On the Universal Appeal of Birds

Two days ago, one of our beloved companion parrots, Java, left us forever.  (The picture is not of Java–that’s Citrus, my cockatiel.)

Java was a Derbyan parrot who took utter delight in destroying toys and swinging the day away.  He loved pistachios and toast and pizza as an occasional treat.  He spoke exactly two phrases–“Java bird”, and “Tres-er-racer” (which was what we called our third dog, whose real name was Tres), but somehow he was very well-articulated.  He gazed around his world in wonder and he spoke with his expressions rather than his beak.  Java was the picture of what humans should strive for more often–recognizing the world around you for the sheer wonder and awesomeness of it and living every day to the fullest.

We lost him from liver failure.  All you bird owners out there, please don’t worry that we were irresponsible–Java was on a very good diet consisting of mainly pellets and vegetables with nuts, seeds, and bits of “human food” as treats.  But when he was younger, he suffered an unfortunate bite wound from one of our bird-hunting dogs from which we didn’t think he would recover.  He did pull through though, and we got to experience several more joyful years with his cheerful demeanor.  The condition of his liver had been steadily declining, however, and this week it shut down completely.

We all miss him sorely.  The tragic loss of Java got me thinking, though–what is it that makes humans so drawn to birds?  As far back as ancient China and Egypt, you can unearth proverbs mentioning birds or see intricate hieroglyphs depicting breathtaking “bird gods”.  Birds manage to make an appearance in quite a bit of prolific American and English poetry.  They are wonderfully metaphoric.  A rooster is a constant in hectic life, a crow can be an omen or a source of delight, a hummingbird’s tiny body suspended in midair in front of a nectar feeder is stunning in the way it can defy nature.  It doesn’t seem like it should be possible to have something so small and so beautiful.  Birds are the picture of contradiction.  Fierce yet light on their feet, elegant yet goofy and charming.  My cockatiel is beautiful in the most divine sense of the term, from the swooping fringed crest feathers on top of his head to the careful pearling on his back.  His orange cheek patches are beacons of the rising Australian sun.  (Not that I live in Australia, but that’s where cockatiels hail from.)  And yet, he isn’t “elegant” in behavior.  I love to laugh with him as he falls off his perches, gets busy trying to make a nest in my hair, or (sniff sniff) drops his Nutri-berries through the grate of his cage.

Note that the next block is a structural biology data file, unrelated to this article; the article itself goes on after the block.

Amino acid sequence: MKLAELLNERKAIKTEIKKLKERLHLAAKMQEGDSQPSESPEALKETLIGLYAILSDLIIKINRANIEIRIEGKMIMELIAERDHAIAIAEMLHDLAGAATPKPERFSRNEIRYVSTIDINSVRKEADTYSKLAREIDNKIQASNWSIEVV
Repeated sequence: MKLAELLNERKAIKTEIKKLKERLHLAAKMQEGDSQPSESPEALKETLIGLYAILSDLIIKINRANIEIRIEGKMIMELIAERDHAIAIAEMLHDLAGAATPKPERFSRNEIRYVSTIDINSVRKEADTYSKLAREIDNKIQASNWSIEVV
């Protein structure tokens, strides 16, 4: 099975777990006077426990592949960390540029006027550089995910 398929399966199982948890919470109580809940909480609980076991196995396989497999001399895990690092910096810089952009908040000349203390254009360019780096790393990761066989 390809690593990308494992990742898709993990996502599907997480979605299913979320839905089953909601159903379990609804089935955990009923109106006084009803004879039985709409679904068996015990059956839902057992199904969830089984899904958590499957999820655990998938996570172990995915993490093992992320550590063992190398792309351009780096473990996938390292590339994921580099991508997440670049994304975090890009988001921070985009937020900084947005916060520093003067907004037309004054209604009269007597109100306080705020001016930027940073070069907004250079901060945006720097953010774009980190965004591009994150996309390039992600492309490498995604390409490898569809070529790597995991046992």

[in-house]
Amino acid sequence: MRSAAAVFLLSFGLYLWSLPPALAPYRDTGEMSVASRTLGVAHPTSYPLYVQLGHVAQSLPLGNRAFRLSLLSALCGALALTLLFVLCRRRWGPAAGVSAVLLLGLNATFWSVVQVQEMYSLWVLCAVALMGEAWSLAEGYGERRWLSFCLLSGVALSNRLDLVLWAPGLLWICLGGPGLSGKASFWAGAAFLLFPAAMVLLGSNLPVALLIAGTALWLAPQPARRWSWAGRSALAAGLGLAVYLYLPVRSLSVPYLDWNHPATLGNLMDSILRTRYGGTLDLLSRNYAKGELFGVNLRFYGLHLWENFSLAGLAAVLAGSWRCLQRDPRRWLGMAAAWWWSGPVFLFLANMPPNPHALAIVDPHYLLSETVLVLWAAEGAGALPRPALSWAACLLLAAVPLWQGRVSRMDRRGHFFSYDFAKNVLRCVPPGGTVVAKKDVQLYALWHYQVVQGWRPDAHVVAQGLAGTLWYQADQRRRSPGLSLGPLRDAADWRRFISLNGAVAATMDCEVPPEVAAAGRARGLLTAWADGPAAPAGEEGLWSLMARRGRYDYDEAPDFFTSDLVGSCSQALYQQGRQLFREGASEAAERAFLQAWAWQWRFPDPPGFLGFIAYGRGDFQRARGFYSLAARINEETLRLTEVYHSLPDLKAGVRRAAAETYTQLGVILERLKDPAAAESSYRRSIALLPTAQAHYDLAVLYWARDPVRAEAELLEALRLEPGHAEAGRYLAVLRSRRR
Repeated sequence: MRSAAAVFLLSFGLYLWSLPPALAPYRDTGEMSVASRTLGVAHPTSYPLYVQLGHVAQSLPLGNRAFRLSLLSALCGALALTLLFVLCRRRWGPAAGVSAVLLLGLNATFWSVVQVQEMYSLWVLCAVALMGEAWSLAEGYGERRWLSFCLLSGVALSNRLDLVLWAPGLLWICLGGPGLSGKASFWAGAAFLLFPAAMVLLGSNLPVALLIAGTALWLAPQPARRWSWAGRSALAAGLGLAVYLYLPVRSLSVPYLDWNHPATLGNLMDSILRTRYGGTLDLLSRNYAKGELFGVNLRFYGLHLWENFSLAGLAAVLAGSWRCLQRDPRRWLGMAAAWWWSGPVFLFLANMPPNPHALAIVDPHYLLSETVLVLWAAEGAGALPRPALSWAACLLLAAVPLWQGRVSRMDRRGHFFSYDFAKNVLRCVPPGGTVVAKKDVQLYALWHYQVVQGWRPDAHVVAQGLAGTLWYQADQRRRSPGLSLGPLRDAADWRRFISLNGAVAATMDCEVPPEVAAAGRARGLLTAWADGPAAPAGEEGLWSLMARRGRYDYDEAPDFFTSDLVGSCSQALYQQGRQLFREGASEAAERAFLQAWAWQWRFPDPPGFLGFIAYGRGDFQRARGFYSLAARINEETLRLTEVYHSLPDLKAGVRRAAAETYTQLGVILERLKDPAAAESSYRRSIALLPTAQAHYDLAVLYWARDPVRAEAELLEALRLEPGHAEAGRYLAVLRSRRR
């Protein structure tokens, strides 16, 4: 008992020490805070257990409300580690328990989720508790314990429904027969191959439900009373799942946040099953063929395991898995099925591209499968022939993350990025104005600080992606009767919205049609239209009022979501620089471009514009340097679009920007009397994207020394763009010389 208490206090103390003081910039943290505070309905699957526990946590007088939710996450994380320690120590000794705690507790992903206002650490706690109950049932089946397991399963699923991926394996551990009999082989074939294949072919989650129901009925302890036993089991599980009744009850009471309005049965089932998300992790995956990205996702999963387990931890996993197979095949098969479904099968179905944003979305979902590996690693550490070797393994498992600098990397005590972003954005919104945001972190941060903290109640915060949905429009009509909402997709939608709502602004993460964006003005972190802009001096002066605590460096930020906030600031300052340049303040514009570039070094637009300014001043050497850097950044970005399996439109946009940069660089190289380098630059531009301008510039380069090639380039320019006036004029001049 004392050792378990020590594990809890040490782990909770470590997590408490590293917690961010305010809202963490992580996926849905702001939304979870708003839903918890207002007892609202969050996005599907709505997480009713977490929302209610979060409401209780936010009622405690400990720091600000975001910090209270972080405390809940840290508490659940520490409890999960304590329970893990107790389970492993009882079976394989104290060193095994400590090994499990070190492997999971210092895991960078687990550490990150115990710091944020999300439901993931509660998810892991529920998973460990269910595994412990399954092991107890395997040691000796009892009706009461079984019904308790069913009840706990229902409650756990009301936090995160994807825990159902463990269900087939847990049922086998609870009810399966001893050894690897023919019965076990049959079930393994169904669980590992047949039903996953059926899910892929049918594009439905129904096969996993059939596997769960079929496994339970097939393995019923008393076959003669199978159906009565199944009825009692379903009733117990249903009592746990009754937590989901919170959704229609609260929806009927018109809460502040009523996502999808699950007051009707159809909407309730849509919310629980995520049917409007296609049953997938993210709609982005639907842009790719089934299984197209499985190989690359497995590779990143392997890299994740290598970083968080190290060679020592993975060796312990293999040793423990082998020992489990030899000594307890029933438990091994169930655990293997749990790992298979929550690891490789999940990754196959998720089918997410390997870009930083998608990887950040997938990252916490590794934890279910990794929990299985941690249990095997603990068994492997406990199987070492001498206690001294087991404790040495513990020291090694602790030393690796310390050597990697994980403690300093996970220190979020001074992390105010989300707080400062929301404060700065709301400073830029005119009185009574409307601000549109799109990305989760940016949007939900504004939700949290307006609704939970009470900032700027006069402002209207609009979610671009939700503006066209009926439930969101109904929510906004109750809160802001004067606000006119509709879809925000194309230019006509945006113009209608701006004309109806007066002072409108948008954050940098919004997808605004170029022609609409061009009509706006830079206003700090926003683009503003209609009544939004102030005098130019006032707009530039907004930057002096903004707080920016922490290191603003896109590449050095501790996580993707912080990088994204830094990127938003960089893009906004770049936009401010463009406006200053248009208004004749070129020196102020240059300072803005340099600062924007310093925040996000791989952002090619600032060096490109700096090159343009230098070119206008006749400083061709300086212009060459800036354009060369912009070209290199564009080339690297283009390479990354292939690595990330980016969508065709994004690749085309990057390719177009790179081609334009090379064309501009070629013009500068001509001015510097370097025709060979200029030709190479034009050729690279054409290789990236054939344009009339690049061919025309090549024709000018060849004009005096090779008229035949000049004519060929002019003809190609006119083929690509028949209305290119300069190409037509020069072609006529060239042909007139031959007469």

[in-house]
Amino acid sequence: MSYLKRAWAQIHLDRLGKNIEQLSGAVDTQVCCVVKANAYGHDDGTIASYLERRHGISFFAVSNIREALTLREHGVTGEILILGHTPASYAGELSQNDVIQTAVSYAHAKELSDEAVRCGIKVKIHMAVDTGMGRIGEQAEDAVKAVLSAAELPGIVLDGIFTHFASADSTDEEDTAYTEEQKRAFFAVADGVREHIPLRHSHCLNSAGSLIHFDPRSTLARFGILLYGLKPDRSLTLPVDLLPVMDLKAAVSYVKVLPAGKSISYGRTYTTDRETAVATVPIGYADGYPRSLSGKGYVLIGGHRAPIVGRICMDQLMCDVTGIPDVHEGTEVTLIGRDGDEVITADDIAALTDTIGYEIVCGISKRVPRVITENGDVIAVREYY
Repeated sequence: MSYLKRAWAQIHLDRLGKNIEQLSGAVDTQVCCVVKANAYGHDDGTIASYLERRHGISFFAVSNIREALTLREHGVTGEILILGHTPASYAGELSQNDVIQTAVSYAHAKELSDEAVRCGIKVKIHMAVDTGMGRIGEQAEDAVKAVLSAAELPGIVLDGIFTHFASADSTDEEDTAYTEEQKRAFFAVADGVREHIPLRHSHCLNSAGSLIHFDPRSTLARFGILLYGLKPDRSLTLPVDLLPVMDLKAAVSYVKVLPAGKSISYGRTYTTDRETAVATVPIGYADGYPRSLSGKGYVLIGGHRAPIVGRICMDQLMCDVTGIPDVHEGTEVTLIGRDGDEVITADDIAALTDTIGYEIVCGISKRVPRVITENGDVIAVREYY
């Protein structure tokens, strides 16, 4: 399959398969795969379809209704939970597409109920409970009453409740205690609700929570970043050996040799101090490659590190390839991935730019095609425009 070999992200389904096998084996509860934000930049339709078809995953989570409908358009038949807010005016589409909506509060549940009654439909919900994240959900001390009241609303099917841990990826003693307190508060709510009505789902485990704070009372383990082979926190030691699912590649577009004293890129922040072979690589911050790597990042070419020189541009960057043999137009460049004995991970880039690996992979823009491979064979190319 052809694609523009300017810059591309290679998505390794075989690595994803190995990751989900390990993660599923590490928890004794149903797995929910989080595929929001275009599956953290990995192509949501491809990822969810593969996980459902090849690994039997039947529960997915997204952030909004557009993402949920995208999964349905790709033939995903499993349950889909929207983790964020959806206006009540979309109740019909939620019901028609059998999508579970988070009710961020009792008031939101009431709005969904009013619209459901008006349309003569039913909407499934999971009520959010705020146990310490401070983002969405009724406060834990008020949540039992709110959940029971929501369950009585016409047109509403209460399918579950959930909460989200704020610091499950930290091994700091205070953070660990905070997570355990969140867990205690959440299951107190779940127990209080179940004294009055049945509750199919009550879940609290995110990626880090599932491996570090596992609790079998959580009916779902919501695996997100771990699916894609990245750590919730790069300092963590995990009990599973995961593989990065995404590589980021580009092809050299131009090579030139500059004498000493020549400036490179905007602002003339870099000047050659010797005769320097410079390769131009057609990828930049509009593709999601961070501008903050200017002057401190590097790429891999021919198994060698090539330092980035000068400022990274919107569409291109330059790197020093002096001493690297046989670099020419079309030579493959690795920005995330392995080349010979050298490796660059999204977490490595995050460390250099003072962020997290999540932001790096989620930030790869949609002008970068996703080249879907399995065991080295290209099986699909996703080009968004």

My pet birds have a love for me that is overwhelming.  While they will sometimes sass me (yes, birds can have attitude issues), they absolutely adore me; they are the only beings on this earth that have never judged or belittled me, and will love me unconditionally no matter what I do.  It’s just…incredible.  Why can’t people be more like that?  I realize that there are some people who love me unconditionally as well, but, let’s face it, they’ve judged me, whether for the good or the bad.  Citrus couldn’t care less whether I was a health-nut vegetarian or a full-on steak-and-potatoes cowgirl.  He doesn’t notice (or politely declines to comment) when my hair looks like I just spent an hour in front of a wind turbine, or when my face is blotchy or my shirt has a gaping hole in the armpit.  He looks through all those things and only sees…me.

This is why I believe pet birds are so popular.  Wild birds have a different sort of grace, a beautiful untamability about them.  They are so lovely, wild and free, that everyone knows the metaphor “like a caged bird”.  It seems like a crime more profound than murder to lock up something with that beautiful of a soul.  They are nature’s greatest work–singers, quarrelers, chortlers, berry-munchers, worm-feeders, feather-preeners, flying up, up, up and away, just out of our grasp no matter how hard we try to emulate them.

Java, you were amazing.  You were amazing because you were a bird and because you were Java.  I hope you enjoyed your stay with us here on Earth.  May you have a swing in heaven. ❤

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